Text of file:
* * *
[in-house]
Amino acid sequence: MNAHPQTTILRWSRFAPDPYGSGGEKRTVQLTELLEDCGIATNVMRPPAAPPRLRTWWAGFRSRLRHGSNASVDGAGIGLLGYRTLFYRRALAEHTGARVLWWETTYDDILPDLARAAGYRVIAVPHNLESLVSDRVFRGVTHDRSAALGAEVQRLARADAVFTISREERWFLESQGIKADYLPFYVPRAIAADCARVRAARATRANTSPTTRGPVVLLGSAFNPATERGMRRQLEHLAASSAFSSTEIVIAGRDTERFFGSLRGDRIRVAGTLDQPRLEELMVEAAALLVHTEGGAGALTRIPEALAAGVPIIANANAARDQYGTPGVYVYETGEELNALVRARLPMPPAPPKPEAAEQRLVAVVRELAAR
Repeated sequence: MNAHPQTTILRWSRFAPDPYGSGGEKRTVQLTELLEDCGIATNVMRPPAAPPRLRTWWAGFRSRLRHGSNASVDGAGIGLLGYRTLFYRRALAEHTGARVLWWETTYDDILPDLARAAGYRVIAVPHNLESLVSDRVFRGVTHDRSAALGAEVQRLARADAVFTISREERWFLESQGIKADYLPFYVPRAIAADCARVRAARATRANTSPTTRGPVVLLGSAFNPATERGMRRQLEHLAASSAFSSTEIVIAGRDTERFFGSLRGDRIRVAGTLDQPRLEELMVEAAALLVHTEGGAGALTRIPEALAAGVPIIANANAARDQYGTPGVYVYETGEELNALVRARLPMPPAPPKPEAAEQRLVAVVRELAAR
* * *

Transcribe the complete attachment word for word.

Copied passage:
[in-house]
Amino acid sequence: MNAHPQTTILRWSRFAPDPYGSGGEKRTVQLTELLEDCGIATNVMRPPAAPPRLRTWWAGFRSRLRHGSNASVDGAGIGLLGYRTLFYRRALAEHTGARVLWWETTYDDILPDLARAAGYRVIAVPHNLESLVSDRVFRGVTHDRSAALGAEVQRLARADAVFTISREERWFLESQGIKADYLPFYVPRAIAADCARVRAARATRANTSPTTRGPVVLLGSAFNPATERGMRRQLEHLAASSAFSSTEIVIAGRDTERFFGSLRGDRIRVAGTLDQPRLEELMVEAAALLVHTEGGAGALTRIPEALAAGVPIIANANAARDQYGTPGVYVYETGEELNALVRARLPMPPAPPKPEAAEQRLVAVVRELAAR
Repeated sequence: MNAHPQTTILRWSRFAPDPYGSGGEKRTVQLTELLEDCGIATNVMRPPAAPPRLRTWWAGFRSRLRHGSNASVDGAGIGLLGYRTLFYRRALAEHTGARVLWWETTYDDILPDLARAAGYRVIAVPHNLESLVSDRVFRGVTHDRSAALGAEVQRLARADAVFTISREERWFLESQGIKADYLPFYVPRAIAADCARVRAARATRANTSPTTRGPVVLLGSAFNPATERGMRRQLEHLAASSAFSSTEIVIAGRDTERFFGSLRGDRIRVAGTLDQPRLEELMVEAAALLVHTEGGAGALTRIPEALAAGVPIIANANAARDQYGTPGVYVYETGEELNALVRARLPMPPAPPKPEAAEQRLVAVVRELAAR